1. Domains of children's development -- physical, social, emotional, and cognitive -- are closely rela-ted. Development in one domain influences and is influenced by development in other domains.

Development in one domain can limit or facilitate development in others (Sroufe, Cooper, & DeHart 1992; Kostelnik, Soderman, & Whiren 1993). For example, when babies begin to crawl or walk, their ability to explore the world expands, and their mobility, in turn, affects their cognitive development. Likewise, children's language skill affects their ability to establish social relationships with adults and other children, just as their skill in social interaction can support or impede their language development.

Because developmental domains are interrelated, educators should be aware of and use these interrelationships to organize children's learning experiences in ways that help children develop optimally in all areas and that make meaningful connections across domains.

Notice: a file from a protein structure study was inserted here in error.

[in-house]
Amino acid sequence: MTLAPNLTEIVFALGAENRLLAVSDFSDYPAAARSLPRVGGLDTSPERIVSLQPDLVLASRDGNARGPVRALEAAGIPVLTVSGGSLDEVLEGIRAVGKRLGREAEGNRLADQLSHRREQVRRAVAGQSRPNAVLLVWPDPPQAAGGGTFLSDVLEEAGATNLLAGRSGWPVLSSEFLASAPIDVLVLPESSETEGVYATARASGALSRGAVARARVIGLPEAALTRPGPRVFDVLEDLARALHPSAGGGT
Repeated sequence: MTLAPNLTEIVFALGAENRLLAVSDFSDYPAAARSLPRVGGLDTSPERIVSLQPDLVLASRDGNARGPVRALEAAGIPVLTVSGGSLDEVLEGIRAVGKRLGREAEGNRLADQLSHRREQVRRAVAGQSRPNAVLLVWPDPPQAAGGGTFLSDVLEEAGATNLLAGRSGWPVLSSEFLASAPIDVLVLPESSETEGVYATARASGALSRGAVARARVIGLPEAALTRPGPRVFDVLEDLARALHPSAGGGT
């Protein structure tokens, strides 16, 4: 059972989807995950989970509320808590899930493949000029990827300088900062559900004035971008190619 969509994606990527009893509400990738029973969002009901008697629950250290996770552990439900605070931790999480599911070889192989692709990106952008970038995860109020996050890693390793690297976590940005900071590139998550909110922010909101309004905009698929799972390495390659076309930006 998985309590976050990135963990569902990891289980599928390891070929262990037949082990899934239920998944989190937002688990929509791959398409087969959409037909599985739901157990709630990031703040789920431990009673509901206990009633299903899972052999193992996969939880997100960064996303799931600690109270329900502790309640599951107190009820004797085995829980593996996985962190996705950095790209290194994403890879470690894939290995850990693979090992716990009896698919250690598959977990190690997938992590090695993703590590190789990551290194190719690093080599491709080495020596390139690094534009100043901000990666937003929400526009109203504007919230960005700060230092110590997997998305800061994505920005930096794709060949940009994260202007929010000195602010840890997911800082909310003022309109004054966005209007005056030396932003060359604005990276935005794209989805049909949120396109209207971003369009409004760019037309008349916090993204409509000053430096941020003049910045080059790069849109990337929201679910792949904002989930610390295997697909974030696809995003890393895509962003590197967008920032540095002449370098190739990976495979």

Recognition of the connections across developmental domains is also useful for curriculum planning with the various age groups represented in the early childhood period. Curriculum with infants and toddlers is almost solely driven by the need to support their healthy development in all domains. During the primary grades, curriculum planning attempts to help children develop conceptual understandings that apply across related subject-matter disciplines.

2. Development occurs in a relatively orderly sequence, with later abilities, skills, and knowledge building on those already acquired.